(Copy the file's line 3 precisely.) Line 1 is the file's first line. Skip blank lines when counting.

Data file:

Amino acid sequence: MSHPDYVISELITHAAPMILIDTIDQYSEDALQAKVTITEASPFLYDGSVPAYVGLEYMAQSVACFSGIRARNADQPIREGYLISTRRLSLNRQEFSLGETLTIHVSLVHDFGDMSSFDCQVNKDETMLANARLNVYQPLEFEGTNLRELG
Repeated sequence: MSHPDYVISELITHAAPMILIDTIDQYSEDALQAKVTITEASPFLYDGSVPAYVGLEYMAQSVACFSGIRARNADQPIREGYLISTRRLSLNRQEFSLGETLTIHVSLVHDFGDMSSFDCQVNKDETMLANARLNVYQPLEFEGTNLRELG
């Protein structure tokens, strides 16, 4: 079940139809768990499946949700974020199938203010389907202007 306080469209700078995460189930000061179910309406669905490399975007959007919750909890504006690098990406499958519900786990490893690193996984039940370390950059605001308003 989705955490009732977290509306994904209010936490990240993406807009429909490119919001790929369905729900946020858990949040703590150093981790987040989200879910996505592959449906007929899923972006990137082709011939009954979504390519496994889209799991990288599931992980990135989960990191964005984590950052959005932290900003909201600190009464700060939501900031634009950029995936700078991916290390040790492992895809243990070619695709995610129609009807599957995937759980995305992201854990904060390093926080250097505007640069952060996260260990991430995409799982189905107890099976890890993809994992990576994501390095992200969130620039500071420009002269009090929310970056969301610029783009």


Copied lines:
């Protein structure tokens, strides 16, 4: 079940139809768990499946949700974020199938203010389907202007 306080469209700078995460189930000061179910309406669905490399975007959007919750909890504006690098990406499958519900786990490893690193996984039940370390950059605001308003 989705955490009732977290509306994904209010936490990240993406807009429909490119919001790929369905729900946020858990949040703590150093981790987040989200879910996505592959449906007929899923972006990137082709011939009954979504390519496994889209799991990288599931992980990135989960990191964005984590950052959005932290900003909201600190009464700060939501900031634009950029995936700078991916290390040790492992895809243990070619695709995610129609009807599957995937759980995305992201854990904060390093926080250097505007640069952060996260260990991430995409799982189905107890099976890890993809994992990576994501390095992200969130620039500071420009002269009090929310970056969301610029783009």